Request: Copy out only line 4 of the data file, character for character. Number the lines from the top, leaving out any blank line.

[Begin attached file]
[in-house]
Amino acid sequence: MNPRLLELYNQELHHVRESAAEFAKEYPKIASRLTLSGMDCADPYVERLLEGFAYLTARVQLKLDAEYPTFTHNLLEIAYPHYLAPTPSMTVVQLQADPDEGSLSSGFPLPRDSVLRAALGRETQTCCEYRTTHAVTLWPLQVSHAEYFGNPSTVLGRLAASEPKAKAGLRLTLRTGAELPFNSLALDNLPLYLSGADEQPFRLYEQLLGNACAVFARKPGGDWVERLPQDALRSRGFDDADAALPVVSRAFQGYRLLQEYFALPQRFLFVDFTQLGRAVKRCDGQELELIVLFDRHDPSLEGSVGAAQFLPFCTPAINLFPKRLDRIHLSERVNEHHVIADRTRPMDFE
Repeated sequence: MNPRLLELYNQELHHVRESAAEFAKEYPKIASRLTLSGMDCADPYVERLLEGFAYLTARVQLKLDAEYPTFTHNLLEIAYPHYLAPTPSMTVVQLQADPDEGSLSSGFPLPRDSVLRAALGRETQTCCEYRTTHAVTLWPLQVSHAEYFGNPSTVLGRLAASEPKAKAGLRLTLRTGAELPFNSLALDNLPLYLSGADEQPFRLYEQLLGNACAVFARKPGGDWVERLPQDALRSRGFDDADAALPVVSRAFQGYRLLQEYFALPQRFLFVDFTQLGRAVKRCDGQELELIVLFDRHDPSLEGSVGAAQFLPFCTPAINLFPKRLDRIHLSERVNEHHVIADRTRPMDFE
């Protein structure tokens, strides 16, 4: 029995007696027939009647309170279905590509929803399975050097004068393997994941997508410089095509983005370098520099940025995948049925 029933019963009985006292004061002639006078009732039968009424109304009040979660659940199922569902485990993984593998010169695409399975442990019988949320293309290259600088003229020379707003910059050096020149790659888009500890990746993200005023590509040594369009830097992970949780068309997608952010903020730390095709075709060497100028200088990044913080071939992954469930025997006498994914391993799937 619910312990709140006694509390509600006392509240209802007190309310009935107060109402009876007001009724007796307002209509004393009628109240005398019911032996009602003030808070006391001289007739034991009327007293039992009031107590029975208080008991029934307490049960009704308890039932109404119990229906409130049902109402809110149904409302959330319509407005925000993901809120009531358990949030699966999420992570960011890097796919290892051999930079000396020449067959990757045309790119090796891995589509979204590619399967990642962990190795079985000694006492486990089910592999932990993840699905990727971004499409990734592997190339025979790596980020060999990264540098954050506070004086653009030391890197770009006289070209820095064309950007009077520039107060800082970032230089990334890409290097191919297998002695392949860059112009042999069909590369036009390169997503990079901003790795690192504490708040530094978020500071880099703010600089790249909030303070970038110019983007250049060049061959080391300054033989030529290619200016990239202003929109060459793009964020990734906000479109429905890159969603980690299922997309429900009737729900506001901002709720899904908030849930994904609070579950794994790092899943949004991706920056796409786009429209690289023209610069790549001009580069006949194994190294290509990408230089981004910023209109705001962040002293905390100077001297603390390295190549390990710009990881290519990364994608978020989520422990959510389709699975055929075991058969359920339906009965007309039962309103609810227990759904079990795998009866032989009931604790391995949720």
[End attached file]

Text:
């Protein structure tokens, strides 16, 4: 029995007696027939009647309170279905590509929803399975050097004068393997994941997508410089095509983005370098520099940025995948049925 029933019963009985006292004061002639006078009732039968009424109304009040979660659940199922569902485990993984593998010169695409399975442990019988949320293309290259600088003229020379707003910059050096020149790659888009500890990746993200005023590509040594369009830097992970949780068309997608952010903020730390095709075709060497100028200088990044913080071939992954469930025997006498994914391993799937 619910312990709140006694509390509600006392509240209802007190309310009935107060109402009876007001009724007796307002209509004393009628109240005398019911032996009602003030808070006391001289007739034991009327007293039992009031107590029975208080008991029934307490049960009704308890039932109404119990229906409130049902109402809110149904409302959330319509407005925000993901809120009531358990949030699966999420992570960011890097796919290892051999930079000396020449067959990757045309790119090796891995589509979204590619399967990642962990190795079985000694006492486990089910592999932990993840699905990727971004499409990734592997190339025979790596980020060999990264540098954050506070004086653009030391890197770009006289070209820095064309950007009077520039107060800082970032230089990334890409290097191919297998002695392949860059112009042999069909590369036009390169997503990079901003790795690192504490708040530094978020500071880099703010600089790249909030303070970038110019983007250049060049061959080391300054033989030529290619200016990239202003929109060459793009964020990734906000479109429905890159969603980690299922997309429900009737729900506001901002709720899904908030849930994904609070579950794994790092899943949004991706920056796409786009429209690289023209610069790549001009580069006949194994190294290509990408230089981004910023209109705001962040002293905390100077001297603390390295190549390990710009990881290519990364994608978020989520422990959510389709699975055929075991058969359920339906009965007309039962309103609810227990759904079990795998009866032989009931604790391995949720």